Bind is a winner of FierceHealthcare's Fierce 15 awards. See our other honorees here.
Bind set out five years ago to change the way consumers shop for treatment options.
Through design improvements, the Minneapolis-based company was designed with the idea that personalized health plans can give consumers choice, flexibility and complete cost transparency.
The Bind platform allows individuals to compare coverage and exact prices before making care decisions. Ultimately, Bind says it saves consumers money and stress by letting them control their treatment plan.
Until recently, the Bind solution was only available to self-funded employers. But throughout 2021, it will be available on a fully insured basis to employers in about 30 states.
“It’s time we do something different and break the healthcare cost curve for employers,” said Tony Miller, Bind’s CEO. “Employers want to offer quality benefits without breaking the bank or doing it on the backs of employees.”
Bind's approach to health insurance innovation has attracted big investors including Ascension Ventures, the venture arm of the Ascension health system, and UnitedHealth. In October, Bind scored a $105 million Series B funding round, bringing its overall funding to nearly $250 million.
Miller notes that the COVID-19 pandemic has ushered in a new era of consumerism that could have positive, lasting impacts on the cost and quality of healthcare, but only if insurance design can continue to support this consumer motivation.
Fierce insights from Tony Miller, CEO of Bind
What is your best piece of advice for launching a healthcare company that challenges the status quo?
Get to the root of the problem and start from scratch. Take health insurance, as an example. We’ve seen many so-called disruptive insurance ideas that put a modern tech spin on top of an antiquated health insurance chassis. But these iterations don’t fix the root of the problem. Therefore, we at Bind had to rebuild health insurance on an entirely novel financing system.
What is the failure you’ve learned the best lesson from?
Don’t believe in your idea — believe in the data. In a previous startup, we had an idea on how providers could lead the charge towards affordability in healthcare by changing the perverse incentives in the system. But it was clear in the data that this would only harm providers’ current business models.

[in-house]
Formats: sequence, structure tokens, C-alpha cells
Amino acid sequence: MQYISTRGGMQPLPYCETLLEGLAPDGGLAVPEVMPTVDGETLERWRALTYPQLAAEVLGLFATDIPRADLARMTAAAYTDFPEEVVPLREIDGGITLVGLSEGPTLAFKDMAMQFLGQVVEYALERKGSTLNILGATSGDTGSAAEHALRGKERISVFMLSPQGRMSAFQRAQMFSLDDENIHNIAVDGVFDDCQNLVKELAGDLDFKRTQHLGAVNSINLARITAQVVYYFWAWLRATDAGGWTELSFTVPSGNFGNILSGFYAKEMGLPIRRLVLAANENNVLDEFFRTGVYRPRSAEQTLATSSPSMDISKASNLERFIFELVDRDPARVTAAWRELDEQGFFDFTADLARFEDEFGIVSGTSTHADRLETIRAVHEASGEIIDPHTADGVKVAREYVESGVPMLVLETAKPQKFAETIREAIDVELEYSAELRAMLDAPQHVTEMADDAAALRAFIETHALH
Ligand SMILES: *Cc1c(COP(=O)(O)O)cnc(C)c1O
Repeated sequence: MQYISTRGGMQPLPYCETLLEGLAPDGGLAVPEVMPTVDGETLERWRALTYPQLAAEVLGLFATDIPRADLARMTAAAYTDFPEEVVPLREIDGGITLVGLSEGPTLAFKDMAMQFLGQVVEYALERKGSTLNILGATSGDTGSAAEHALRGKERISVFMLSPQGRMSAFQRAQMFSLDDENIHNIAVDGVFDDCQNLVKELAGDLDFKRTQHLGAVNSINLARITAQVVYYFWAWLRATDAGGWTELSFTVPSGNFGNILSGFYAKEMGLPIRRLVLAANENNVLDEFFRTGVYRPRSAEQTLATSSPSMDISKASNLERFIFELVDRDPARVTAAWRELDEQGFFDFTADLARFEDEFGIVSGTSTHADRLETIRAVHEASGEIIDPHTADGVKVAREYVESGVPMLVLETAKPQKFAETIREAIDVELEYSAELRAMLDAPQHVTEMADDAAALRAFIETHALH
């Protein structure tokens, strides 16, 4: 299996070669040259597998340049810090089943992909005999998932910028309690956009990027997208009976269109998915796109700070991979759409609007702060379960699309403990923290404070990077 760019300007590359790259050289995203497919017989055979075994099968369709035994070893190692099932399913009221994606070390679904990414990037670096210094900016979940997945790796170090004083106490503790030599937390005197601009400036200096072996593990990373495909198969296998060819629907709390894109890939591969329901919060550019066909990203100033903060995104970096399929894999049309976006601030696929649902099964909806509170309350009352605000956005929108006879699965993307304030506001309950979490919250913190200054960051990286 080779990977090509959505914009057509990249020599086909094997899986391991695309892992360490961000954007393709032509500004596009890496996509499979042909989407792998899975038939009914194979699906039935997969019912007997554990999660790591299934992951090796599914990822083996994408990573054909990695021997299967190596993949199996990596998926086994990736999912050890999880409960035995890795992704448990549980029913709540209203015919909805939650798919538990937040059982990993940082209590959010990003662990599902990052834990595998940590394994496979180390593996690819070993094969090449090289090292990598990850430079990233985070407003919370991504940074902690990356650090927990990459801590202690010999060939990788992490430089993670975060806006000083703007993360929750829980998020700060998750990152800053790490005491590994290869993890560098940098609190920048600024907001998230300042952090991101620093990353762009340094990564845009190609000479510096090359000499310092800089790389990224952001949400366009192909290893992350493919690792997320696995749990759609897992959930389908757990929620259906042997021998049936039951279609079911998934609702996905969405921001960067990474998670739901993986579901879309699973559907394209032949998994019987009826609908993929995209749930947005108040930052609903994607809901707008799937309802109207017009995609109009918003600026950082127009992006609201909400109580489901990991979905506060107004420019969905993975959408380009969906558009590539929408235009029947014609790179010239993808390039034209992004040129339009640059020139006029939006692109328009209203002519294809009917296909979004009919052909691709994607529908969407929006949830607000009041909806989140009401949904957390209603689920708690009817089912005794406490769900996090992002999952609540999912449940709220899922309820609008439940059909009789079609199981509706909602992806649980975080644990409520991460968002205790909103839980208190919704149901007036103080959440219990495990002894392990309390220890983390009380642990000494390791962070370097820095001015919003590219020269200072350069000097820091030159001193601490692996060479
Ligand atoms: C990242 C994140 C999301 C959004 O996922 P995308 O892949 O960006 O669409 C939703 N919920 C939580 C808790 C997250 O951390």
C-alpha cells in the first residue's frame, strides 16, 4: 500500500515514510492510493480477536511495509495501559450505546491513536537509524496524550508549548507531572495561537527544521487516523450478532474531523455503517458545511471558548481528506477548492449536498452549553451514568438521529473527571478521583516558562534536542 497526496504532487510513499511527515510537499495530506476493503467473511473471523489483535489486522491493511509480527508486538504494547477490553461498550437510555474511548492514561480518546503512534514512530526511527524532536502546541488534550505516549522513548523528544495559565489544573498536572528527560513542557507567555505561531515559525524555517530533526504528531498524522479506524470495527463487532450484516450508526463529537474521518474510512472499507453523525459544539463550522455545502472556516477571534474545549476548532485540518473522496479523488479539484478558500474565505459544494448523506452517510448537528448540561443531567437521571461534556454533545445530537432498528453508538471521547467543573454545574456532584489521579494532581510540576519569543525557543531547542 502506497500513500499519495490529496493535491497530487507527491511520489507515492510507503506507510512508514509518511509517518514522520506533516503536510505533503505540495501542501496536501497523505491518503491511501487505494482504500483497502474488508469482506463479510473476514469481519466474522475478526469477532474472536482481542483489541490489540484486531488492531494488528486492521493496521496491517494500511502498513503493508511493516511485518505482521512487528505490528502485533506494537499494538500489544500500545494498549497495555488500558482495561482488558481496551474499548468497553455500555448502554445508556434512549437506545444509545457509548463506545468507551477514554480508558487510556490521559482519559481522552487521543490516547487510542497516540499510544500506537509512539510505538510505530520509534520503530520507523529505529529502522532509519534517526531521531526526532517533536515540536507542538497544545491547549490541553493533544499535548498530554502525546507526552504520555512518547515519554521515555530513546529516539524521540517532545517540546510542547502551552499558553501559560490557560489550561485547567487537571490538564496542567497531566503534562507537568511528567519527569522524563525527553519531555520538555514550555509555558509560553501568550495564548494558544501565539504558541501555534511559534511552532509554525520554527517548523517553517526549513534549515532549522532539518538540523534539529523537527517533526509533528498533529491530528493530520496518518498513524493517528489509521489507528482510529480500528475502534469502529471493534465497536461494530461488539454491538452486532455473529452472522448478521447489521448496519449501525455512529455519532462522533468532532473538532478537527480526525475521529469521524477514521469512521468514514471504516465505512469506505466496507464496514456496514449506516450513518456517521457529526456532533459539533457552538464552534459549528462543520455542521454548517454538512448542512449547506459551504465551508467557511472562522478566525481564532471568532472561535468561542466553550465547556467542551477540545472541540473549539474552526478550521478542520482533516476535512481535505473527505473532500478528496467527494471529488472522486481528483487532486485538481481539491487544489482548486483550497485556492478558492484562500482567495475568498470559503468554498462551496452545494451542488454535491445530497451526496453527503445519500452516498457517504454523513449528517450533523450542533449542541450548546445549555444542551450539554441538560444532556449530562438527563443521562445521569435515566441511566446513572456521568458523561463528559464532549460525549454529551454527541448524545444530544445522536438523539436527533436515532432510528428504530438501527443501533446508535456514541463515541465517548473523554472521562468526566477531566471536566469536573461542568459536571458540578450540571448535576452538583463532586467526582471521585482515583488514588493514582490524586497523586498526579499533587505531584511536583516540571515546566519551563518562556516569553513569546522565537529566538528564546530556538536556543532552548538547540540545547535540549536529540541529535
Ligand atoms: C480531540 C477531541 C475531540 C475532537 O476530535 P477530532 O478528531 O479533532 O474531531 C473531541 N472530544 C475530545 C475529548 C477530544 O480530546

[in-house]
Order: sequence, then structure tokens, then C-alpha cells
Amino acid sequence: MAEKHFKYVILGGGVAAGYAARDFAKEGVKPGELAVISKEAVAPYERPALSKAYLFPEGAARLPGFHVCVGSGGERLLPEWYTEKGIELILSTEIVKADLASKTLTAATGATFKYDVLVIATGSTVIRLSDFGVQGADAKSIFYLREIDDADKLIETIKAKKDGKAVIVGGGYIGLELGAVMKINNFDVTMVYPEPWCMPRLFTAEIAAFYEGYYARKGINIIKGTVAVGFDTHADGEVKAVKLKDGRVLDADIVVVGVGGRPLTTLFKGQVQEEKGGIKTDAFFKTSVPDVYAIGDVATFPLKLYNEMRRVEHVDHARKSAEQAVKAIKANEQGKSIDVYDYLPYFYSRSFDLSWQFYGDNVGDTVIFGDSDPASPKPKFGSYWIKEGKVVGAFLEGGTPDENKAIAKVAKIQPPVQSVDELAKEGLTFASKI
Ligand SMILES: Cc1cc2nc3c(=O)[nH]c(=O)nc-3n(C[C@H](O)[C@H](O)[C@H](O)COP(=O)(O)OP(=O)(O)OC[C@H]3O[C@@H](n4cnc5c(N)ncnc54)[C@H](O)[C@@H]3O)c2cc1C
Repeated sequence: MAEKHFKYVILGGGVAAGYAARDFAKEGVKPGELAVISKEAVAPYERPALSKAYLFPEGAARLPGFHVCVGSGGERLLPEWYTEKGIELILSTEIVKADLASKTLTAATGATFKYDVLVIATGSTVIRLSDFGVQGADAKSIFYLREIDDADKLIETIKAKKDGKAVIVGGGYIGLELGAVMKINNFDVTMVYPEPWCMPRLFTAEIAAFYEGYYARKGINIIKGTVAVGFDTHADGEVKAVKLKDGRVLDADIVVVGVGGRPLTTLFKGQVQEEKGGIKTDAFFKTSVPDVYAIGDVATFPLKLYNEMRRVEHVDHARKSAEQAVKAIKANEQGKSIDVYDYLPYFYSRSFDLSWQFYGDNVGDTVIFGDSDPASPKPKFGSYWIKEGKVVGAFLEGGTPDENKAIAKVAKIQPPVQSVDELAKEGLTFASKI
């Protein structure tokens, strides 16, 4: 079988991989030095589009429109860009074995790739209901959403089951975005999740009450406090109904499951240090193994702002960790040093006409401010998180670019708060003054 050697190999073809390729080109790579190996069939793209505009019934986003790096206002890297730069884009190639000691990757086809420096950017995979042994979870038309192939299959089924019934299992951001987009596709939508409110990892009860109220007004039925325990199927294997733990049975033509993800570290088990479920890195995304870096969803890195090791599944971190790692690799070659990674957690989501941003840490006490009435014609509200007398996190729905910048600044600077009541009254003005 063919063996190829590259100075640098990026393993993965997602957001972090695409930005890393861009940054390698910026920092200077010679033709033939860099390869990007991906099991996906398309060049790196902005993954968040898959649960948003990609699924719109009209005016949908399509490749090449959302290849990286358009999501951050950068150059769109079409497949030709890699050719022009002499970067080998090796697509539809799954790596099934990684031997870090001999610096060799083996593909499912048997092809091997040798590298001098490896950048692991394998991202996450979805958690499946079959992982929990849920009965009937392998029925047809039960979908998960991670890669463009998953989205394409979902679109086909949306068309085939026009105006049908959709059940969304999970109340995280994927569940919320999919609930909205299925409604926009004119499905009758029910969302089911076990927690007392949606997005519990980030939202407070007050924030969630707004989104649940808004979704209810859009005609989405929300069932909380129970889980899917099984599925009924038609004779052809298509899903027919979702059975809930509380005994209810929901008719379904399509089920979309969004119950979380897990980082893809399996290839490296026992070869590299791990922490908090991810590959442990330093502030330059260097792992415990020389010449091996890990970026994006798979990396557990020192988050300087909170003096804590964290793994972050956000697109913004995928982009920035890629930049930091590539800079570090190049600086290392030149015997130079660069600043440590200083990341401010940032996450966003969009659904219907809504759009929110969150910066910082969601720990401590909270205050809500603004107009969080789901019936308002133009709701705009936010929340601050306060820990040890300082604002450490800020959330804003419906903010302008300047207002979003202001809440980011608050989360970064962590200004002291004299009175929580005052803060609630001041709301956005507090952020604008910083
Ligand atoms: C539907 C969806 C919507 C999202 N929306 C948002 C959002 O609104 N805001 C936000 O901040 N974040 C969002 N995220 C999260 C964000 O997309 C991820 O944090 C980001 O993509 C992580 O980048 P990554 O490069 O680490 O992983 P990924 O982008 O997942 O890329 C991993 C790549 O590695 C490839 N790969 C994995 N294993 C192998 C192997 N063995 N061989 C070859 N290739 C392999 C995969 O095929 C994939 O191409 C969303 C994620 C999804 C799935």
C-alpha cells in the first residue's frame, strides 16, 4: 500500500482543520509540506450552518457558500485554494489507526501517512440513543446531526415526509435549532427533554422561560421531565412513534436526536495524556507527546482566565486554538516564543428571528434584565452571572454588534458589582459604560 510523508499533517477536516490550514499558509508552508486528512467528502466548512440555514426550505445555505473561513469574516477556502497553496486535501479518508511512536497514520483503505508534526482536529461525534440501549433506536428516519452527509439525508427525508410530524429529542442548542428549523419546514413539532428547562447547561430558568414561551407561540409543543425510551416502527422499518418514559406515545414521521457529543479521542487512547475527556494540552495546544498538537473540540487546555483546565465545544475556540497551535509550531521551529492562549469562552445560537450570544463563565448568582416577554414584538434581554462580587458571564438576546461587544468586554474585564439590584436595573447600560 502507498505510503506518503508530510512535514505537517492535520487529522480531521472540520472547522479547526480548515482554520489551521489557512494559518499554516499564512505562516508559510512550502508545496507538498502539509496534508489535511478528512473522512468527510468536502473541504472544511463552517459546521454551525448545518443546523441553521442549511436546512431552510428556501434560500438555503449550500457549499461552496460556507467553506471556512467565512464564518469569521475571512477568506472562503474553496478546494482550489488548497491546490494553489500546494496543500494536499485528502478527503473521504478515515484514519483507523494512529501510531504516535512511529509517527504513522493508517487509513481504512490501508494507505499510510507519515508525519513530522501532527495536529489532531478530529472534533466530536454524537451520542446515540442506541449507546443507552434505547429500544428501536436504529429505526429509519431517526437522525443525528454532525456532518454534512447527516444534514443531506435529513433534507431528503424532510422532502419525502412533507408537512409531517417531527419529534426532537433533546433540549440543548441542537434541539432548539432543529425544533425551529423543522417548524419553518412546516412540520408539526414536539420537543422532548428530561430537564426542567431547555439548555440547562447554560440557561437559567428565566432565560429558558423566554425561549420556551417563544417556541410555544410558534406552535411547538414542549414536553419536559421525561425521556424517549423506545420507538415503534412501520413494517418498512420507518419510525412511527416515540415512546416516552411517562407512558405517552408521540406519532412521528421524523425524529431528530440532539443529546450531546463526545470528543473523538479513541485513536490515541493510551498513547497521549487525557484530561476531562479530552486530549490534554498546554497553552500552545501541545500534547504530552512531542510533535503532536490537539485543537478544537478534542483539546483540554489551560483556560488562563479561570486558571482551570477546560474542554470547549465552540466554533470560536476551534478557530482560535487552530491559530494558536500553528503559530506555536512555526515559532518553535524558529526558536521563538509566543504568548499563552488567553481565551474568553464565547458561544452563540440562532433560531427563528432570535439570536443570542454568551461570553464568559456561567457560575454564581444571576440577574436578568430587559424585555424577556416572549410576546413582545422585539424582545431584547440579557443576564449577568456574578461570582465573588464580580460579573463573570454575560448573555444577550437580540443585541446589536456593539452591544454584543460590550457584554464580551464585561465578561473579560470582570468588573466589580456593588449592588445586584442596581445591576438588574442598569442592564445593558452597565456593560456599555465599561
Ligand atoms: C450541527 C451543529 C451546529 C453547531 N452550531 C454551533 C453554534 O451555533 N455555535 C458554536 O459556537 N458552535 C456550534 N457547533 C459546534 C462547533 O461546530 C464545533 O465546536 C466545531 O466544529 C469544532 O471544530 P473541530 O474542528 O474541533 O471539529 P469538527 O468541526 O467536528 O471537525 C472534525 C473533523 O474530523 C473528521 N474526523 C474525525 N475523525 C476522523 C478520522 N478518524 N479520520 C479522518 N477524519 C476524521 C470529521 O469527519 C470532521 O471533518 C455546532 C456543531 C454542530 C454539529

What is the book you recommend to other healthcare leaders?
The Innovators, by Walter Isaacson. It is a great look at the larger view on how an ecosystem of disparate innovations eventually come together to form a “big bang moment,” where those innovations coalesce and start to be synergistic with one another to form something greater than the parts. I think the last decade of ramped-up investment in digital health and healthcare is the backdrop of something bigger that is coming soon.
What is the biggest change to watch for in the healthcare industry in 2021?
It has to be the hoped-for vaccine [COVID-19] and its results on quelling the pandemic. And then when that dust settles, it will be interesting to see the new “normal.”
In light of the national conversation that is happening right now, what advice would you offer to healthcare leaders seeking to make a real impact on systemic problems of racism?
Healthcare leaders should understand and appreciate the power of better health insurance design—it’s a critical part of the foundation needed to successfully address health disparities. I’m talking about eliminating affordability barriers that prevent people from getting the care they need (e.g. no deductibles); lowering the cost of treatments and medications known to be particularly effective in treating certain conditions within at-risk populations; identifying providers who are most effective in caring for specific conditions within at-risk populations and helping steer at-risk members toward those providers; improving service models to meet unique needs, etc.